The old man knew it would soon be time to move on. He'd even called his bo-y-the one who had kept his heart beating all these years—to let him know.
Maurice Drew never said a peep about that phone call from his grandfather. Didn't tell his grandmother. Didn't tell his mom. He couldn't bear the thought of scaring them, of admitting that he was more than a little frightened himself. The baby-faced 20-year-old had never backed down from anything in his life, but now, as he prepared for UCLA's home opener against Rice, Drew couldn't stop thinking about that conversation, especially the way Pops told him he was feeling "okay." Not his customary "great" or even "good." No, the old man simply said, "Okay."
Maurice Jones had always been there for his namesake—every track meet, every football game. No way was Pops going to miss the Rice game. Sure enough, he was in his usual spot in Section 3 of the Rose Bowl, three hours before kickoff, just like the way he used to show up at 5 a.m. for a Pop Warner game that started at 8. As the man always said, "Better to be an hour early than a minute late."
Little Maurice has clearly learned the lesson about not wasting time. In UCLA's first game of the season, at San Diego State, the junior tailback from Antioch, Calif., raced 64 yards for a score on the Bruins' first play. Heck, before the second quarter was half gone, Drew had already scored three times, once on a 72-yard punt return.
It was hard not to look at Rice as just a tuneup for Oklahoma the following week. For months, Jones had talked about that Sooners showdown as the Bruins' turn-the-corner moment. But first, this Rice game was going to be Drew's best showing yet, Pops predicted. That's how he touted every game the two had ever shared.
And you can't really blame him. His grandson, a 5'8", 205-pound bundle of muscle and fast-twitch fibers, has blossomed into a legit Heisman contender while returning a punch-line program to national prominence. Usually, players of Drew's dimensions are more quick than fast, but Little Maurice is both. The kid is Barry Sanders with dreadlocks.
When Drew fields a Rice punt early in the second quarter, he breaks left, evades a tackler and explodes into fifth gear up the left sideline, his squat legs a golden blur as he blazes past the punter for a 66-yard score. Over in Section 3, the old man beams as he and his wife, Christina, celebrate Drew's third career punt return for a touchdown. The rout is on.
Midway through the third quarter, on third and one from the UCLA 35, Drew blasts downfield for a 42-yard gain. The Rose Bowl roars. So does Section 3. But when the cheering fades, panic sets in. Christina screams for an ambulance. Pops, gasping for air, is in cardiac arrest. Shortly after the paramedics rush Maurice Jones away in a stretcher, head coach Karl Dorrell approaches Maurice on the sideline and tells him that his grandfather has been taken to the hospital. Drew's mind races back to that phone conversation two days earlier. As he leaves the Rose Bowl in the fourth quarter, his own heart feels as if it will pound through his chest.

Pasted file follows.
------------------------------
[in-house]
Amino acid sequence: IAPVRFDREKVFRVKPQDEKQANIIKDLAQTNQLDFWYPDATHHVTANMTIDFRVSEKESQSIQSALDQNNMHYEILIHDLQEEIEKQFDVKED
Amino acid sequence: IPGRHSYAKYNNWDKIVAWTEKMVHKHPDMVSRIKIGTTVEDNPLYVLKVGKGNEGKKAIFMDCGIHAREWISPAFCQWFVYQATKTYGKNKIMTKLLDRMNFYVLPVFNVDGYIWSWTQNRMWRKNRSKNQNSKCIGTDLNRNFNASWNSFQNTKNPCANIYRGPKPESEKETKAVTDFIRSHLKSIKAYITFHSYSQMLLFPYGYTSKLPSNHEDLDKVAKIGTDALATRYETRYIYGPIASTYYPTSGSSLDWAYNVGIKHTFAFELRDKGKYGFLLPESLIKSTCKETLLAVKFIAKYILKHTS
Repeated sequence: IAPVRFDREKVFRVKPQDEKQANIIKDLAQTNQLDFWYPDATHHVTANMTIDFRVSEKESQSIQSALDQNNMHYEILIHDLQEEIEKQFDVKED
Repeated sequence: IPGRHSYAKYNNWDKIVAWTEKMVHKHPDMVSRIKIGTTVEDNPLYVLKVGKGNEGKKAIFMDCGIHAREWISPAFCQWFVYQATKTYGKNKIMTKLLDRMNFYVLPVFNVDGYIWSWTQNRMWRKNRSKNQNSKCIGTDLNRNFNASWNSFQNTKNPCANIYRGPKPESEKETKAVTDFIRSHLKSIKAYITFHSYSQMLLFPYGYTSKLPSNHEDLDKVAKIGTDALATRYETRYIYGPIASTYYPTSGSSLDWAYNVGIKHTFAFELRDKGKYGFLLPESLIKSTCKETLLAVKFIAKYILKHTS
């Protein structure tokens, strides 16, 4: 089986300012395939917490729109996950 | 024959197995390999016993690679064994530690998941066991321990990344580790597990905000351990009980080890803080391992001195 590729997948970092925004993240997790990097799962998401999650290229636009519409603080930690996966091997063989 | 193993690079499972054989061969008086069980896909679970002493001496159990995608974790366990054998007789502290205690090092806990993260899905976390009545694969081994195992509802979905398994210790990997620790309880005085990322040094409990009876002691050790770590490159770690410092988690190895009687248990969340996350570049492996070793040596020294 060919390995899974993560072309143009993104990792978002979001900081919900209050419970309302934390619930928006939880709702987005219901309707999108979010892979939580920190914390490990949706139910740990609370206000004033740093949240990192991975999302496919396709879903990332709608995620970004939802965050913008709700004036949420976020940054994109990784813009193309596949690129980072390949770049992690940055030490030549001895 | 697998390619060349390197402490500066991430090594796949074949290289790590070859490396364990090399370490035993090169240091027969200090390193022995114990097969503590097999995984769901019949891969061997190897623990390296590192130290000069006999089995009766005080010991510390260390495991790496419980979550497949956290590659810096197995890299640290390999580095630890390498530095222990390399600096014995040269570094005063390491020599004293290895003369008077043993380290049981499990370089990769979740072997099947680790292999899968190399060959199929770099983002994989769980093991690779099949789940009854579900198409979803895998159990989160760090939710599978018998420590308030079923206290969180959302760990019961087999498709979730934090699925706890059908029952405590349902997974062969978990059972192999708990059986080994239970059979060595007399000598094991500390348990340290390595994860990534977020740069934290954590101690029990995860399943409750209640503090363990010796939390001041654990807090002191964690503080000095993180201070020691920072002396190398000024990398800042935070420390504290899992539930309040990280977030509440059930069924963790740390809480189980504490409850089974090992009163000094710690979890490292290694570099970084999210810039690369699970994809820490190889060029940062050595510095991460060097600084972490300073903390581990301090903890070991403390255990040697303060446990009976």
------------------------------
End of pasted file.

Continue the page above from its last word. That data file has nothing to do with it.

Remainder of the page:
Hours after giving Pops one last highlight, Little Maurice is at Huntington Memorial Hospital, staring at his grandfather's lifeless body, grieving for the man he loves most. "I was thinking that couldn't be him," he'll say later. "He always had so much spirit. No, that just couldn't be him."
MAURICE DREW lived with his grandparents for most of his life. It was his choice, says his mother, Andrea. She and her then-husband, Dana, worked long hours at several jobs around the Bay Area, but Pops and Grammy were always there to step in and help out.
Jones was always a calming presence to his oldest grandson. But it wasn't until he suffered his first heart attack, in 1991, when the family didn't think he was going to pull through, that his bond with 6-year-old Maurice was cemented. "Maurice became so attached because he thought his grandfather was going to die," Drew's grandmother says. "He was terrified, and that's when the relationship really filled in.
They were dependent on each other to keep one another alive." For Jones, the scariest part of that heart attack wasn't dying; it was the thought of not being alive for his grandson.
Even before his first heart attack, Jones, a longtime probation officer, had vowed never to let that boy out of his sight. He knew all too well what could happen otherwise. On June 3, 1988, a 7-year-old named Amber Jean Swartz-Garcia disappeared. She was last seen jumping rope in her front yard, just two doors down from the Jones home. Later that night, Amber's mom came by hoping that Maurice had seen her daughter. The case has never been solved.
Pops made up his mind: he would be there for everything—even those ballet classes Little Maurice took three nights a week for almost five years. It was Christina's idea. Her husband, a former basketball player at Pacific, was none too keen on it, until she explained how dance had helped football players like Lynn Swann and White Shoes Johnson develop body control and balance. Clearly, the woman knew what she was doing.
"My husband kept praying that he would stay alive to see Maurice play youth football," Christina says. "Seeing him play in high school was more than a dream fulfilled."
Jones used sports to raise Drew as a gentleman. Through all the Pop Warner games and practices, he preached one theme: humility. Bad things start to happen when you let pride get into your head, he reminded his grandson. But that didn't mean the boy had to walk with his head down. "When you're smaller than everyone else," Pops told him, "you gotta be able to do everything-play receiver, pass block, run block. You gotta take things personal."
Drew, a head shorter than some of his peers, had an underdog's hunger. He relished people who doubted him. The coaches at De La Salle High realized that he was a perfect fit for their team. The Spartans hadn't lost a game since 1992 and prided themselves on beating teams that supposedly had more talent. Egos weren't tolerated. Says Oregon linebacker Chris Mulvanny, Drew's high school teammate, "De La Salle's motto is, `Enter to learn, leave to serve,' and Maurice was the perfect example of that. I think 100% of it comes from Pops. He taught him how to be a man."